Third Michigander to be crowned Miss America dies at 74
OAKLAND COUNTY, MI — Pamela Eldred-Robbins, who represented Michigan State as the crowned Miss America in 1970, has died at the age of 74.
Eldred-Robbins, originally from West Bloomfield, was a sassy, strong-willed woman who dedicated her life to service and championed the special needs community as Miss America 1970, her daughter Hilary Levey Friedman told MLive.
The 74-year-old man died on Tuesday July 12 of kidney failure after spending a week in palliative care. The family held a memorial service Wednesday at Lynch & Sons Funeral Home in Clawson, Oakland County.
“Until the end of her life, Pam enjoyed the culinary delights of Michigan and bought jewelry at Tapper’s,” Levey Friedman wrote in her mother’s obituary. “Pam’s life ended the way she lived it: on her own terms. She was sassy, strong-willed, and seriously beautiful.
Eldred-Robbins didn’t enter the pageantry world until she was 20 due to an injury that forced her to stop doing ballet full-time. A talented dancer, Eldred-Robbins was director of the Detroit City Ballet at the age of 14 and trained at the American Ballet Theater in New York.
She ended her dancing career and began modeling at Patricia Stevens Finishing School, “a decision that would change the course of her life”, according to her obituary.
After performing at the 1968 Detroit Auto Show, Eldred-Robbins was recruited to compete in the 1968 Miss Detroit pageant, where she won the crown. She was again crowned Miss Detroit the following year, then won the Miss Michigan Pageant in 1969 and was eventually named Miss Michigan 1970.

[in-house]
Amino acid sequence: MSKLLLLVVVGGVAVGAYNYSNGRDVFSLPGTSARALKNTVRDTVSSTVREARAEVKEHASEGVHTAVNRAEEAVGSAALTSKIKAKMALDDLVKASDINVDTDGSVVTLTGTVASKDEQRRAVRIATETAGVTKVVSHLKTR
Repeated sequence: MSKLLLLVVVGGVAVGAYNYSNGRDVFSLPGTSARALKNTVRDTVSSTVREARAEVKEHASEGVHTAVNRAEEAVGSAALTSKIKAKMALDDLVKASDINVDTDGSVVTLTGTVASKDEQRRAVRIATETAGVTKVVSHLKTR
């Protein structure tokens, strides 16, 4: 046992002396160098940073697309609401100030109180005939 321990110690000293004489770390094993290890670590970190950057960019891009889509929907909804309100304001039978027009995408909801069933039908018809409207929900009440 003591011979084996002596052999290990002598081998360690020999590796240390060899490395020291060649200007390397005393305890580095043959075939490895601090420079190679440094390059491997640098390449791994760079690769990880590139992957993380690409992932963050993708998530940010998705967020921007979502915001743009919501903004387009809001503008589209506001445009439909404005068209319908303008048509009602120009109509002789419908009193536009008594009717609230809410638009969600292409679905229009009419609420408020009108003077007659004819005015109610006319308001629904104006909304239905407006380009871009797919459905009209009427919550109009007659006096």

Eldred-Robbins was the third of five Michigan women to be crowned Miss America. She was the first ballet dancer to become Miss America.
During his reign, Eldred-Robbins made two tours of Vietnam through the United Service Organization (USO), which were a “highlight of his life”, according to his obituary. She was rewarded for showing courage under fire when enemy forces caused evacuations during a live performance.
Levey Friedman said his mother represented “a different time” in American history, when women were just beginning to think differently about what they could achieve in life.
It was during the 1970s that Miss America contestants began to see the pageant as a successful way to gain a good education and achieve their professional goals, according to the Miss America website.
As Miss America 1970, Eldred-Robbins helped launch the pageant into a new era, laying the foundation for the modern Miss America pageant that today is rooted in service and elevating women for their brains, not only for their beauty.
“Those times were a time of transition in our country,” Levey Friedman said of his mother’s reign as Miss America. “She was crowned in September 1969, so there was a lot of uproar not only about women’s rights, but also about civil rights. We had just landed on the moon.
“There were so many changes going on, and it was kind of an inflection point for women in the United States and what was possible for them, in terms of academic and career success.”